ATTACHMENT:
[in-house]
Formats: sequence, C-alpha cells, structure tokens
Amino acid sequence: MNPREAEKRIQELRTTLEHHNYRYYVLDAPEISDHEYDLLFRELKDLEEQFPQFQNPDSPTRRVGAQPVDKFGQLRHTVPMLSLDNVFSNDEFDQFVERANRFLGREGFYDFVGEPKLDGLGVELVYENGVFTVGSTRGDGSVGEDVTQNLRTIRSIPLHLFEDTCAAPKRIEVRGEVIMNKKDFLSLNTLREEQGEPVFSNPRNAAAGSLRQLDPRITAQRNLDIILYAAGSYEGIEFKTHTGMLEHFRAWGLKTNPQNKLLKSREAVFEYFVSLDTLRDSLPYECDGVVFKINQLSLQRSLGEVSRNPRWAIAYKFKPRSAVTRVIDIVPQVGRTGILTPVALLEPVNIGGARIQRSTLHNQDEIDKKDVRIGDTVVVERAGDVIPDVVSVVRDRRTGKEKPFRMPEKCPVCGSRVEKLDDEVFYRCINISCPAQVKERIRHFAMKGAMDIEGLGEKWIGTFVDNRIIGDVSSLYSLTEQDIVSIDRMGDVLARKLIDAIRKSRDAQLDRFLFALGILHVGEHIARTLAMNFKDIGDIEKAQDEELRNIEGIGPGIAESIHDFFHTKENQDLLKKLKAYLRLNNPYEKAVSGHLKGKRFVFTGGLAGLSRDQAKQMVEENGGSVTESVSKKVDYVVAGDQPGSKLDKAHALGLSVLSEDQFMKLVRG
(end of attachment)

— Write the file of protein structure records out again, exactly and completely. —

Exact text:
[in-house]
Formats: sequence, C-alpha cells, structure tokens
Amino acid sequence: MNPREAEKRIQELRTTLEHHNYRYYVLDAPEISDHEYDLLFRELKDLEEQFPQFQNPDSPTRRVGAQPVDKFGQLRHTVPMLSLDNVFSNDEFDQFVERANRFLGREGFYDFVGEPKLDGLGVELVYENGVFTVGSTRGDGSVGEDVTQNLRTIRSIPLHLFEDTCAAPKRIEVRGEVIMNKKDFLSLNTLREEQGEPVFSNPRNAAAGSLRQLDPRITAQRNLDIILYAAGSYEGIEFKTHTGMLEHFRAWGLKTNPQNKLLKSREAVFEYFVSLDTLRDSLPYECDGVVFKINQLSLQRSLGEVSRNPRWAIAYKFKPRSAVTRVIDIVPQVGRTGILTPVALLEPVNIGGARIQRSTLHNQDEIDKKDVRIGDTVVVERAGDVIPDVVSVVRDRRTGKEKPFRMPEKCPVCGSRVEKLDDEVFYRCINISCPAQVKERIRHFAMKGAMDIEGLGEKWIGTFVDNRIIGDVSSLYSLTEQDIVSIDRMGDVLARKLIDAIRKSRDAQLDRFLFALGILHVGEHIARTLAMNFKDIGDIEKAQDEELRNIEGIGPGIAESIHDFFHTKENQDLLKKLKAYLRLNNPYEKAVSGHLKGKRFVFTGGLAGLSRDQAKQMVEENGGSVTESVSKKVDYVVAGDQPGSKLDKAHALGLSVLSEDQFMKLVRG